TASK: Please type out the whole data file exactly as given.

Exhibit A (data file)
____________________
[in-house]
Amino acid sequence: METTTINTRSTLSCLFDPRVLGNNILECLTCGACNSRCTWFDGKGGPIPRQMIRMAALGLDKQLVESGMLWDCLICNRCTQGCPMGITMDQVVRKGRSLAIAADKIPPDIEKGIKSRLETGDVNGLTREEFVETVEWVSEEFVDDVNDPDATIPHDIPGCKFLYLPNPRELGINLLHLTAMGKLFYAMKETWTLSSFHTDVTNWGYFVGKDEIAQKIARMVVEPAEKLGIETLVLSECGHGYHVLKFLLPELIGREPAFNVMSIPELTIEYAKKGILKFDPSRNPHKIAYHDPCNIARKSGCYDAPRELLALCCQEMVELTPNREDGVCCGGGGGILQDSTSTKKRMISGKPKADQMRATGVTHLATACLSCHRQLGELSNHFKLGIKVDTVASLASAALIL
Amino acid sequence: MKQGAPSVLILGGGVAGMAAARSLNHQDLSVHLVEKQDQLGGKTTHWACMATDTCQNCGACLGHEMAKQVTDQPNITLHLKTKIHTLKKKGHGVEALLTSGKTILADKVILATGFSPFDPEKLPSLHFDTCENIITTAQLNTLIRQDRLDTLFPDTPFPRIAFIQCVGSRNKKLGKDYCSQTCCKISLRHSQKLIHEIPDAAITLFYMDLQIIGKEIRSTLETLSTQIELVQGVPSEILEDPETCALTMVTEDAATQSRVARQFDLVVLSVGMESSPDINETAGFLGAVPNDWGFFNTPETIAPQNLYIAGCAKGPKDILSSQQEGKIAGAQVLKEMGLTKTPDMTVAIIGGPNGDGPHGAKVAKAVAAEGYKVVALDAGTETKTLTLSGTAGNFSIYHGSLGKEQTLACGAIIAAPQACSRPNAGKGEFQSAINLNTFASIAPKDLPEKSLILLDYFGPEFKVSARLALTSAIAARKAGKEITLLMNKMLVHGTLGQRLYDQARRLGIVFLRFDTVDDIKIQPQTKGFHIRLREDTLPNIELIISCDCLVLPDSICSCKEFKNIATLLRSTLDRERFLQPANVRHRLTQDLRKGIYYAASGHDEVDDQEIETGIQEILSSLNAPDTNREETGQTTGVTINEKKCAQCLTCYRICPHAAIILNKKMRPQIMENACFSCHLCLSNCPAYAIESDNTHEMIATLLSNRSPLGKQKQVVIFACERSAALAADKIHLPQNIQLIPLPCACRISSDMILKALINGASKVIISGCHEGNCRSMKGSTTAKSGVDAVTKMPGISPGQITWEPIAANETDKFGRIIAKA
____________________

[in-house]
Amino acid sequence: METTTINTRSTLSCLFDPRVLGNNILECLTCGACNSRCTWFDGKGGPIPRQMIRMAALGLDKQLVESGMLWDCLICNRCTQGCPMGITMDQVVRKGRSLAIAADKIPPDIEKGIKSRLETGDVNGLTREEFVETVEWVSEEFVDDVNDPDATIPHDIPGCKFLYLPNPRELGINLLHLTAMGKLFYAMKETWTLSSFHTDVTNWGYFVGKDEIAQKIARMVVEPAEKLGIETLVLSECGHGYHVLKFLLPELIGREPAFNVMSIPELTIEYAKKGILKFDPSRNPHKIAYHDPCNIARKSGCYDAPRELLALCCQEMVELTPNREDGVCCGGGGGILQDSTSTKKRMISGKPKADQMRATGVTHLATACLSCHRQLGELSNHFKLGIKVDTVASLASAALIL
Amino acid sequence: MKQGAPSVLILGGGVAGMAAARSLNHQDLSVHLVEKQDQLGGKTTHWACMATDTCQNCGACLGHEMAKQVTDQPNITLHLKTKIHTLKKKGHGVEALLTSGKTILADKVILATGFSPFDPEKLPSLHFDTCENIITTAQLNTLIRQDRLDTLFPDTPFPRIAFIQCVGSRNKKLGKDYCSQTCCKISLRHSQKLIHEIPDAAITLFYMDLQIIGKEIRSTLETLSTQIELVQGVPSEILEDPETCALTMVTEDAATQSRVARQFDLVVLSVGMESSPDINETAGFLGAVPNDWGFFNTPETIAPQNLYIAGCAKGPKDILSSQQEGKIAGAQVLKEMGLTKTPDMTVAIIGGPNGDGPHGAKVAKAVAAEGYKVVALDAGTETKTLTLSGTAGNFSIYHGSLGKEQTLACGAIIAAPQACSRPNAGKGEFQSAINLNTFASIAPKDLPEKSLILLDYFGPEFKVSARLALTSAIAARKAGKEITLLMNKMLVHGTLGQRLYDQARRLGIVFLRFDTVDDIKIQPQTKGFHIRLREDTLPNIELIISCDCLVLPDSICSCKEFKNIATLLRSTLDRERFLQPANVRHRLTQDLRKGIYYAASGHDEVDDQEIETGIQEILSSLNAPDTNREETGQTTGVTINEKKCAQCLTCYRICPHAAIILNKKMRPQIMENACFSCHLCLSNCPAYAIESDNTHEMIATLLSNRSPLGKQKQVVIFACERSAALAADKIHLPQNIQLIPLPCACRISSDMILKALINGASKVIISGCHEGNCRSMKGSTTAKSGVDAVTKMPGISPGQITWEPIAANETDKFGRIIAKA